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US priest guilty over handling of child abuse allegations

Monsignor William Lynn was found guilty yesterday of one count of endangering the welfare of a child, making him the highest-ranking US Roman Catholic official convicted in the church's child sex abuse scandal.

The jury acquitted Lynn, who oversaw hundreds of priests in the Philadelphia Archdiocese, on two other counts, conspiracy and another charge of child endangerment.

He is the first US church official convicted of a crime for how he handled abuse claims.

Lynn helped the archdiocese keep predators in ministry, and the public in the dark, by telling parishes their priests were being removed for health reasons and then sending the men to unsuspecting churches, prosecutors said.

Lynn (61) had faced about 10 to 20 years in prison if convicted of all three counts. He was convicted only on one of the endangerment counts, leaving him with the possibility of three-and-a-half to seven years in prison.

The jury could not agree on a verdict for Lynn's co-defendant, Rev James Brennan, who was accused of sexually abusing a 14-year-old boy. Lynn has been on leave from the church since his arrest last year.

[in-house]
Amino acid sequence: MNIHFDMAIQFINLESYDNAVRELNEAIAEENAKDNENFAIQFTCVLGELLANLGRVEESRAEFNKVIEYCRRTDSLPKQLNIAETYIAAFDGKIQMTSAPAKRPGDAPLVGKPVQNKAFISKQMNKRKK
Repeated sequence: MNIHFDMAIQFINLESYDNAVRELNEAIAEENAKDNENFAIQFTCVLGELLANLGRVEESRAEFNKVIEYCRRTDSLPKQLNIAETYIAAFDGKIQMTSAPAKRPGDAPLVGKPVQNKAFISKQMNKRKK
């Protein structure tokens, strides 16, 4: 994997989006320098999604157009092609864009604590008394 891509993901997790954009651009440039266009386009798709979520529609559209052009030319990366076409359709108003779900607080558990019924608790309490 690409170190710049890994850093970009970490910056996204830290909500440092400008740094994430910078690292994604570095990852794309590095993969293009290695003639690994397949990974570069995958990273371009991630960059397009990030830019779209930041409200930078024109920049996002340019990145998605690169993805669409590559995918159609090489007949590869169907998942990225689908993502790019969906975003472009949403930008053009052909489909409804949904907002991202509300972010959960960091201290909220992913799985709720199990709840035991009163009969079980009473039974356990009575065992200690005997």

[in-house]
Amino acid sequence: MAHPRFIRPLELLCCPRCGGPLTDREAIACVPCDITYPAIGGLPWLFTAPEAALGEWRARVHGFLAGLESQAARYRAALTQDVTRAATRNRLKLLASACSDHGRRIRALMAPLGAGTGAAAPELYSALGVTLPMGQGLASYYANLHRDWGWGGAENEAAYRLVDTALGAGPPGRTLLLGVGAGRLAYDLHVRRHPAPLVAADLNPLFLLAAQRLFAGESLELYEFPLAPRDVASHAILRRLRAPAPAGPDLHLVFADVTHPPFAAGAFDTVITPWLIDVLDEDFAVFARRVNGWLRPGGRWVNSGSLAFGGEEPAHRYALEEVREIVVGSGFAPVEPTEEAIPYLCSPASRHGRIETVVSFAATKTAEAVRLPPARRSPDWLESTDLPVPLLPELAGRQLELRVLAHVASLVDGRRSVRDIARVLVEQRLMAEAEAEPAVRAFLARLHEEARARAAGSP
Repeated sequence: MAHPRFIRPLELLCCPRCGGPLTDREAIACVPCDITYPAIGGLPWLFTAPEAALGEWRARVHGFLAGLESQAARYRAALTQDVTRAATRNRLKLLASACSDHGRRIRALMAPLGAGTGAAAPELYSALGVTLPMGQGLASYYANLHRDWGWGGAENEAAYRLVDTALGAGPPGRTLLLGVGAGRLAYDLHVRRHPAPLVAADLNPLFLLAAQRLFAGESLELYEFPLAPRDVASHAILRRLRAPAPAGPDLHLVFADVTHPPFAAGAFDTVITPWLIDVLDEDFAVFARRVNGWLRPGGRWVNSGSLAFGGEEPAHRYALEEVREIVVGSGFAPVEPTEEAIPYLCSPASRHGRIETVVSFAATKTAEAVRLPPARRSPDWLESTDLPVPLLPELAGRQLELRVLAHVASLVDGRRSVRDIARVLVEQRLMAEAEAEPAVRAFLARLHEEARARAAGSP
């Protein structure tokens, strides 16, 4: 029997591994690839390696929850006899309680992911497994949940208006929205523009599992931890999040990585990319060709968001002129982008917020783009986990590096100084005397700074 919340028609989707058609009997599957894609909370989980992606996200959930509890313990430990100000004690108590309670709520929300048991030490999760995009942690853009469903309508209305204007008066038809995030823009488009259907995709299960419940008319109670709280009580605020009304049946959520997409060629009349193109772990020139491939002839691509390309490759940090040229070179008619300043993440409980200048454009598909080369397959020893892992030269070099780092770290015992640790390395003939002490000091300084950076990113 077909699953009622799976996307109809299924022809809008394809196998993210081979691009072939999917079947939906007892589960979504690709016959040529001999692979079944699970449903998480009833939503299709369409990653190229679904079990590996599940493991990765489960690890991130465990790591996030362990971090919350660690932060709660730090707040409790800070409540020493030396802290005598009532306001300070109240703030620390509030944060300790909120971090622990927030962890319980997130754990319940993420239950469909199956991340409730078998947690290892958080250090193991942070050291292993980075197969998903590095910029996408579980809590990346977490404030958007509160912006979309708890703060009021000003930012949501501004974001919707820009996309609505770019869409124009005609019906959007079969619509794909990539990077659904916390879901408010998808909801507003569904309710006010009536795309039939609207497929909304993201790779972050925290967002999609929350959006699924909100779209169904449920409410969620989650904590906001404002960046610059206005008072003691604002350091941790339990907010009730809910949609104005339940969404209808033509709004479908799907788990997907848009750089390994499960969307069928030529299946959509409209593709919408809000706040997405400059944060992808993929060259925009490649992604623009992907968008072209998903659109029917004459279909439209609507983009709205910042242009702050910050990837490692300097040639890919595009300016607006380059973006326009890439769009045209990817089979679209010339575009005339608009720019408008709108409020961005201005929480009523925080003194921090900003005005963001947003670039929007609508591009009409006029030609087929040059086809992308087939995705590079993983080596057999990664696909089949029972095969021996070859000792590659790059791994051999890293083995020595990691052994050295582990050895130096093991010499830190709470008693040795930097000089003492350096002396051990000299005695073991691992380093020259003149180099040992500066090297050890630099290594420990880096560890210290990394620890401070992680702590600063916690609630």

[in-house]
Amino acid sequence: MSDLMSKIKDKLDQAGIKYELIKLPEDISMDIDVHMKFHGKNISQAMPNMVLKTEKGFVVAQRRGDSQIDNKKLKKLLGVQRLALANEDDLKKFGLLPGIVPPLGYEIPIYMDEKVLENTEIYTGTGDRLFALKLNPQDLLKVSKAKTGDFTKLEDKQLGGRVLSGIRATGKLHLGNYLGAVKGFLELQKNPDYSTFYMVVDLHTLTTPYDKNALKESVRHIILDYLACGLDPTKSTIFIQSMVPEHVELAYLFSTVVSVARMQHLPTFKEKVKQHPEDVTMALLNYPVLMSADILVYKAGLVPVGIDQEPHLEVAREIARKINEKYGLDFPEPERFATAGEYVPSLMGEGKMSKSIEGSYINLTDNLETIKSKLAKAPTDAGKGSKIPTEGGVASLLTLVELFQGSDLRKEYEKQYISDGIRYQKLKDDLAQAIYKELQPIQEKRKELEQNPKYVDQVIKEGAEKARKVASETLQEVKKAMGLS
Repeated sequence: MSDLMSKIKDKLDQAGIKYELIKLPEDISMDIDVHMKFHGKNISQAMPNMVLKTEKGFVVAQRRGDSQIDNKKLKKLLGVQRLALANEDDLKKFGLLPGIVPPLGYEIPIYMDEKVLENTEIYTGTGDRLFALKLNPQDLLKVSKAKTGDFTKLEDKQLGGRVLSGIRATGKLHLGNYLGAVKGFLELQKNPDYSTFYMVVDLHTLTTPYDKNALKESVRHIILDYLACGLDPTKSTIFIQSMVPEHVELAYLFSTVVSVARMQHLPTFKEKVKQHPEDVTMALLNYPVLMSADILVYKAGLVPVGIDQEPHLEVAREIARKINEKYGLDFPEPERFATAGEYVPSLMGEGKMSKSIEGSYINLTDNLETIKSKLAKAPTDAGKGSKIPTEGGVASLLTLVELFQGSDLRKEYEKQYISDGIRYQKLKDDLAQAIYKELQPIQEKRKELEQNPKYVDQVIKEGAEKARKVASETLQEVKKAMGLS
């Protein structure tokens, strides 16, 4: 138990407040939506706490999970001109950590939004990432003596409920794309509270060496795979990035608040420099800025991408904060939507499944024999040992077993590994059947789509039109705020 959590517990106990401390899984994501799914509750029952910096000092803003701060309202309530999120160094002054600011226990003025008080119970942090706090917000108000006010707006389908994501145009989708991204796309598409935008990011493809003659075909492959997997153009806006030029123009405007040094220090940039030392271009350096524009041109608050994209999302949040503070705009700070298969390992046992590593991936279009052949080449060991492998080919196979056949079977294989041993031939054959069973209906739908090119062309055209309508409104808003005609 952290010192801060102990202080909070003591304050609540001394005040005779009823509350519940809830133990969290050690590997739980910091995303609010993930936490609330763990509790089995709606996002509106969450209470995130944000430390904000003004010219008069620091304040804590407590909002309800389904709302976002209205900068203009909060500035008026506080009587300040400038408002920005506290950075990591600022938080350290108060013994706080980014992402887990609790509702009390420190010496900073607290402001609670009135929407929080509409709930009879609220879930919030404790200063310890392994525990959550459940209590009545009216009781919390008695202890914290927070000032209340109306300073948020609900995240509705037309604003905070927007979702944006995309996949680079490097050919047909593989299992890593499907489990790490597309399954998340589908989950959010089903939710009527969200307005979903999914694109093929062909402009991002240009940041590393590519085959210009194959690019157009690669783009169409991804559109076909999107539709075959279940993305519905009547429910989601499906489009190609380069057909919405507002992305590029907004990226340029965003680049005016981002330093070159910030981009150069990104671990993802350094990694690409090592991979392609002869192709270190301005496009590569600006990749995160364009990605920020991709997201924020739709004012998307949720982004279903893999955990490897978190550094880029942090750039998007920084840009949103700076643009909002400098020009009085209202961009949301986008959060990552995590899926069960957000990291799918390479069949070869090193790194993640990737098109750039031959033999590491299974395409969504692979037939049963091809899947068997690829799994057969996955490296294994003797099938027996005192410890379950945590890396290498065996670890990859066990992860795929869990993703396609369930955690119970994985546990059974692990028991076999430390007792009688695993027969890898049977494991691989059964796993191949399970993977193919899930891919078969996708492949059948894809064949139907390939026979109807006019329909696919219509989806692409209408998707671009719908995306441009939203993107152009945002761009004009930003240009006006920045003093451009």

He served as secretary for clergy from 1992 to 2004, mostly under Cardinal Anthony Bevilacqua.

No matter the verdict, the trial exposed how deeply involved the late cardinal was in dealing with accused priests. Rarely an hour of testimony went by without Cardinal Bevilacqua's name being invoked.

He had the final say on what to do with priests accused of abuse, transferred many of them to new parishes and dressed down anyone who complained, according to testimony.


He also ordered the shredding of a 1994 list that warned him that the archdiocese had three diagnosed paedophiles, a dozen confirmed predators and at least 20 more possible abusers in its midst. Prosecutors learned this year that a copy had been stashed in a safe.

Lynn didn't react when the verdict was read and remained sitting in his chair, his head lowered.

He also didn't acknowledge the dozen or so family members, some weeping, sitting in the gallery.

With the verdict, jurors concluded that prosecutors failed to show that Lynn was part of a conspiracy to move predator priests around.

The jury, however, did find that he endangered the victim of defrocked priest Edward Avery, who pleaded guilty before trial to a 1999 sexual assault.

Lynn had deemed Fr Avery "guilty" of an earlier complaint by 1994, and helped steer him into an inpatient treatment programme.

But Lynn knew that Fr Avery later was sent to live in a northeast Philadelphia parish, where the altar boy was assaulted.

Irish Independent